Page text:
O'Fallon Progress

Should O’Fallon water users drink up department’s surplus funds?

O’Fallon mayoral candidates Phil Goodwin, left, and Herb Roach, right.
O’Fallon mayoral candidates Phil Goodwin, left, and Herb Roach, right. Provided photo

Mayoral candidate Phil Goodwin has a water rate reduction plan that candidate Herb Roach has denounced as not fiscally responsible for infrastructure needs.

Goodwin wants to return a $3 million surplus in the O’Fallon Water Department to rate payers through a water rate reduction plan that provides 1,000 gallons of free water per month until the department’s surplus is paid down.

The city’s Water Department has $10 million in reserves, and $3 million of it is surplus funds. The city maintains $7 million on reserve so that the city can make emergency repairs or needed operations improvements without borrowing funds.

“We are very blessed in O’Fallon to have a responsible financial management team and a highly trained professional staff who operates our water department, which has led to one of the best run departments around,” Goodwin said. “Because of their work, we have been able to deliver high-quality water to our citizens and build a healthy reserve in order to be prepared for emergencies.”

Goodwin said his plan averages out to be 33 gallons a day for free provided to all rate payers.

Goodwin, who has been city clerk for 16 years, is a retired Air Force colonel. He has lived in O’Fallon since 1977 and currently runs an insurance business, Phil Goodwin and Associates.

“This plan will allow every rate payer in O’Fallon to see a reduction in their monthly bill,” he said. “As mayor, I will ask the City Council to approve this plan to provide an estimated reduction of $81 a year per household until the surplus is eliminated.”

Roach disagrees with Goodwin’s proposal.

“Mr. Goodwin wants to give away the city reserves. But we used $10 million of our reserves last year and the FY 2018 budget has use of over $11 million of our reserves. Many of these dollars are going toward infrastructure needs. We have been told of needs to replace old water mains before we have major problems, from our Public Works Department and of needs for additional staffing by our police, fire and EMS from our public safety departments. Without the use of our reserves on these types of needs, we would have to increase taxes or borrow more money and further increase our debt,” he said.

Roach also noted that O’Fallon services 18,000 customers, with 12,000 within the city limits and 6,000 who don’t live in the city.

“So how is that going to be split up?” he asked.

Roach has served on the O’Fallon City Council since 2011 and has been active in the community for 35 years. He spent 40 years in management in the corporate business world. He is currently vice president of SCORE, which provides counseling and training to small business owners.

Roach said a well-maintained water and sewer department, and the rest of the capital infrastructure, is the foundation of a vibrant city’s life. The infrastructure needs and city services must be funded and maintained before more amenities are funded.

“Without these basic operations, nothing else happens — no new businesses, no customers for our businesses, no new home development, and no visitors to community facilities and functions,” he said.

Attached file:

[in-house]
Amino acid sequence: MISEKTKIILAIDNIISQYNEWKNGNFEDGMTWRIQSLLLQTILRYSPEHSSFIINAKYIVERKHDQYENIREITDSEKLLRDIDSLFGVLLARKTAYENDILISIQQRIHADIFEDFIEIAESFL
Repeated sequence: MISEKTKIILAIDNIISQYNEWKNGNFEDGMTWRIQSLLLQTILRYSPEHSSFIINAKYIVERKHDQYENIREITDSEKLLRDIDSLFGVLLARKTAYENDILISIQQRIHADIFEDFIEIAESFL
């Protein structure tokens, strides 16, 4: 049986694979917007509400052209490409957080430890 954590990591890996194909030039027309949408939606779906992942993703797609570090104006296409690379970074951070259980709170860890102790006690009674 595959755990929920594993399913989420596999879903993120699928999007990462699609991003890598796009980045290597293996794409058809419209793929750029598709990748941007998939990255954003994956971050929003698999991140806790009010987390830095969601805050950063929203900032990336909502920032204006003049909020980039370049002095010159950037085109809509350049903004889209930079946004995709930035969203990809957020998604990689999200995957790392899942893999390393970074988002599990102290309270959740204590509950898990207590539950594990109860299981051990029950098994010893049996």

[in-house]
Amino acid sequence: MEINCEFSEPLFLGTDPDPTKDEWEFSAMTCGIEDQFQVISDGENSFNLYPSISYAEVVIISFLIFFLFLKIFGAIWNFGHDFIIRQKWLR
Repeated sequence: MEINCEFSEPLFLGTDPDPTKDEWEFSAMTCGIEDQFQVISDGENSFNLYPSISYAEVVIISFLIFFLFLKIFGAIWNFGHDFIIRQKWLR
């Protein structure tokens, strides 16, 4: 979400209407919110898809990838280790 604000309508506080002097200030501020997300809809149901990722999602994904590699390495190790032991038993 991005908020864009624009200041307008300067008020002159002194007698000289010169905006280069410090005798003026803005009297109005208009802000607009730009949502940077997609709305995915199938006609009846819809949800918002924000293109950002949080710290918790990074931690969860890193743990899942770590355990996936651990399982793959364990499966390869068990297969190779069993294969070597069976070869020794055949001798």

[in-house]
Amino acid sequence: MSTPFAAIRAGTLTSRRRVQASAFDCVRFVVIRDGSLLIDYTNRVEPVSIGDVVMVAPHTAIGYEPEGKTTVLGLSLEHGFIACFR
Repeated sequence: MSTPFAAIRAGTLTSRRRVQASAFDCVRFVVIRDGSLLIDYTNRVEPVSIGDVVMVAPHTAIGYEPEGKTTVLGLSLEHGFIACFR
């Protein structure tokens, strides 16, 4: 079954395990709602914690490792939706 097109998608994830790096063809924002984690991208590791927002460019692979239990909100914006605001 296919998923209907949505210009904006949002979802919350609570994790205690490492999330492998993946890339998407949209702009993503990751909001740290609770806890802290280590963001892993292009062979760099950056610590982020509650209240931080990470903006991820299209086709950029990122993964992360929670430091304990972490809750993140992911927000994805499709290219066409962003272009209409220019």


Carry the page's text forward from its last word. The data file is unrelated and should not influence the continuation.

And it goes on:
“Quality of life, public safety, commerce, and tourism depend to a great degree on the proper care and quality of our streets, sidewalks, support facilities, police protection, fire suppression capacity, and water, sewer, and storm water systems,” he said.

“Every good economic plan has the maintenance of a solid infrastructure as a key element of its plan. Like anything you build, if you don’t maintain your infrastructure everything around it begins to crumble. I will work with all our homeowners to see that every neighborhood in O’Fallon has the needed infrastructure which will maintain safe and attractive housing,” Roach said.

Goodwin said he wants to save taxpayers money without risking services.

“The cornerstone of my administration as mayor will be to ensure the city provides high quality essential services without asking more from our rate payers or property tax payers,” he said.

Goodwin’s water rate reduction proposal is the second part of his “Save Now and Forever” financial management plan, which includes a property tax relief plan that he believes will save homeowners 18 percent each year.

“I am the only candidate who believes we can continue to grow our city and provide relief to the residents of O’Fallon,” Goodwin said. “My opponent has no plan to reduce the burden on city residents.”

Mayoral candidate forum is March 23

The O’Fallon-Shiloh Chamber of Commerce, O’Fallon Progress and the O’Fallon Weekly will co-host a candidate forum at 6:30 p.m. March 23 for O’Fallon mayoral and city clerk candidates. The forum will be in the O’Fallon City Council Chambers, 255 S. Lincoln in O’Fallon. A forum moderator will introduce all candidates, ask questions, manage time and maintain proper decorum. The public is invited to attend the forums; seating will be limited. The forum will also be broadcast live on Charter Cable Channel 993 and AT&T U-Verse Channel 99. It will also be streamed live and available for replay under the Video on Demand button on the homepage, ofallon.org.

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